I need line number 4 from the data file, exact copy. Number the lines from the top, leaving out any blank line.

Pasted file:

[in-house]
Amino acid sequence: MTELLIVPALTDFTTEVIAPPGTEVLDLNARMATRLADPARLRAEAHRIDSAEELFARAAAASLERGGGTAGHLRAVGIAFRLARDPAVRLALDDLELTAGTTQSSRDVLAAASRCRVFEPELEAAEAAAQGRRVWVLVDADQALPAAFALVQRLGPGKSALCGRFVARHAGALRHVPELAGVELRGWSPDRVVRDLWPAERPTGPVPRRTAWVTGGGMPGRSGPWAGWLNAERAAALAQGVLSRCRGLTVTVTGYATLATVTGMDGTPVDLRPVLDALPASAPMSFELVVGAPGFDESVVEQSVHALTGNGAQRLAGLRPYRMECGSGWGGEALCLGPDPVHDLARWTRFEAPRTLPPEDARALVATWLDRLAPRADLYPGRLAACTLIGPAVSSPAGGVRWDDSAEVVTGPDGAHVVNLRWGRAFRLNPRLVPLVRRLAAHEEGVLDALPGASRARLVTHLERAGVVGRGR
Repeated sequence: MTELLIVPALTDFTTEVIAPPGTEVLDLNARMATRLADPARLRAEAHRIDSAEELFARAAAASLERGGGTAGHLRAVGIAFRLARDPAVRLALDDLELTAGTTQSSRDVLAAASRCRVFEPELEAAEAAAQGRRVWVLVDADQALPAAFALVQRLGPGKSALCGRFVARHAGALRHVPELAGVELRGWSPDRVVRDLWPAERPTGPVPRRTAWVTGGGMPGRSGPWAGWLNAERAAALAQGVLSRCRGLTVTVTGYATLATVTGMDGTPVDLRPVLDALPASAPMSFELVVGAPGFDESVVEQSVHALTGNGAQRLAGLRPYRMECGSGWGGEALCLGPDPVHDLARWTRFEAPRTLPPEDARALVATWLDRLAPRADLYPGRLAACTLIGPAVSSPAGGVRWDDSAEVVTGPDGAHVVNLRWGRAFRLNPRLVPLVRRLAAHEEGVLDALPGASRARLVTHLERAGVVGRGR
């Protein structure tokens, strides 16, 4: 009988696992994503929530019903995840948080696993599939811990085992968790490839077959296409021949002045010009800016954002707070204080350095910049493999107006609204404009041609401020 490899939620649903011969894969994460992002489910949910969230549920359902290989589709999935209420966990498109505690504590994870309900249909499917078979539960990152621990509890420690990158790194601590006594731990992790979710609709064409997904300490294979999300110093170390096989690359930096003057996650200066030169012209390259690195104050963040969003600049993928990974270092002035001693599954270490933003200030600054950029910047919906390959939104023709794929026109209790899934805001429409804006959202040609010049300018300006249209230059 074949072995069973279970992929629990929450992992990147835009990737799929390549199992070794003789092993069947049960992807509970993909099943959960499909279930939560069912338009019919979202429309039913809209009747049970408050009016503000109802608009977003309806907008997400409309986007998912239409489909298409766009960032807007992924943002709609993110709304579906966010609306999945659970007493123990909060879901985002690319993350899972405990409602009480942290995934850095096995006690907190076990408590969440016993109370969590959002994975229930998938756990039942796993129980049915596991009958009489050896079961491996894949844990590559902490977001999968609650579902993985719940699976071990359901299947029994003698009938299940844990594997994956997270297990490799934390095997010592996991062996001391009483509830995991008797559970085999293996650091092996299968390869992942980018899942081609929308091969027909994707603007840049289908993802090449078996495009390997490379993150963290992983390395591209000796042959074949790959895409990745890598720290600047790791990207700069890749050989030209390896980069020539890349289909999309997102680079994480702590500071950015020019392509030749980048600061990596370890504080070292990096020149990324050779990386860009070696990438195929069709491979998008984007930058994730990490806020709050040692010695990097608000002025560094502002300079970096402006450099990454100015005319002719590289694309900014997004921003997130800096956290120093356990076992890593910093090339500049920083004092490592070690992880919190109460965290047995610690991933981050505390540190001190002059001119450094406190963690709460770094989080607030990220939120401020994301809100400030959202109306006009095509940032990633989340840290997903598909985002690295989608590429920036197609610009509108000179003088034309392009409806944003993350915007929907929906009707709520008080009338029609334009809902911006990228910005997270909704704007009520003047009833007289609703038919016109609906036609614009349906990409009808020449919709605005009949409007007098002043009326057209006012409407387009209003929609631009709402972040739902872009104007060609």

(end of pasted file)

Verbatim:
């Protein structure tokens, strides 16, 4: 009988696992994503929530019903995840948080696993599939811990085992968790490839077959296409021949002045010009800016954002707070204080350095910049493999107006609204404009041609401020 490899939620649903011969894969994460992002489910949910969230549920359902290989589709999935209420966990498109505690504590994870309900249909499917078979539960990152621990509890420690990158790194601590006594731990992790979710609709064409997904300490294979999300110093170390096989690359930096003057996650200066030169012209390259690195104050963040969003600049993928990974270092002035001693599954270490933003200030600054950029910047919906390959939104023709794929026109209790899934805001429409804006959202040609010049300018300006249209230059 074949072995069973279970992929629990929450992992990147835009990737799929390549199992070794003789092993069947049960992807509970993909099943959960499909279930939560069912338009019919979202429309039913809209009747049970408050009016503000109802608009977003309806907008997400409309986007998912239409489909298409766009960032807007992924943002709609993110709304579906966010609306999945659970007493123990909060879901985002690319993350899972405990409602009480942290995934850095096995006690907190076990408590969440016993109370969590959002994975229930998938756990039942796993129980049915596991009958009489050896079961491996894949844990590559902490977001999968609650579902993985719940699976071990359901299947029994003698009938299940844990594997994956997270297990490799934390095997010592996991062996001391009483509830995991008797559970085999293996650091092996299968390869992942980018899942081609929308091969027909994707603007840049289908993802090449078996495009390997490379993150963290992983390395591209000796042959074949790959895409990745890598720290600047790791990207700069890749050989030209390896980069020539890349289909999309997102680079994480702590500071950015020019392509030749980048600061990596370890504080070292990096020149990324050779990386860009070696990438195929069709491979998008984007930058994730990490806020709050040692010695990097608000002025560094502002300079970096402006450099990454100015005319002719590289694309900014997004921003997130800096956290120093356990076992890593910093090339500049920083004092490592070690992880919190109460965290047995610690991933981050505390540190001190002059001119450094406190963690709460770094989080607030990220939120401020994301809100400030959202109306006009095509940032990633989340840290997903598909985002690295989608590429920036197609610009509108000179003088034309392009409806944003993350915007929907929906009707709520008080009338029609334009809902911006990228910005997270909704704007009520003047009833007289609703038919016109609906036609614009349906990409009808020449919709605005009949409007007098002043009326057209006012409407387009209003929609631009709402972040739902872009104007060609």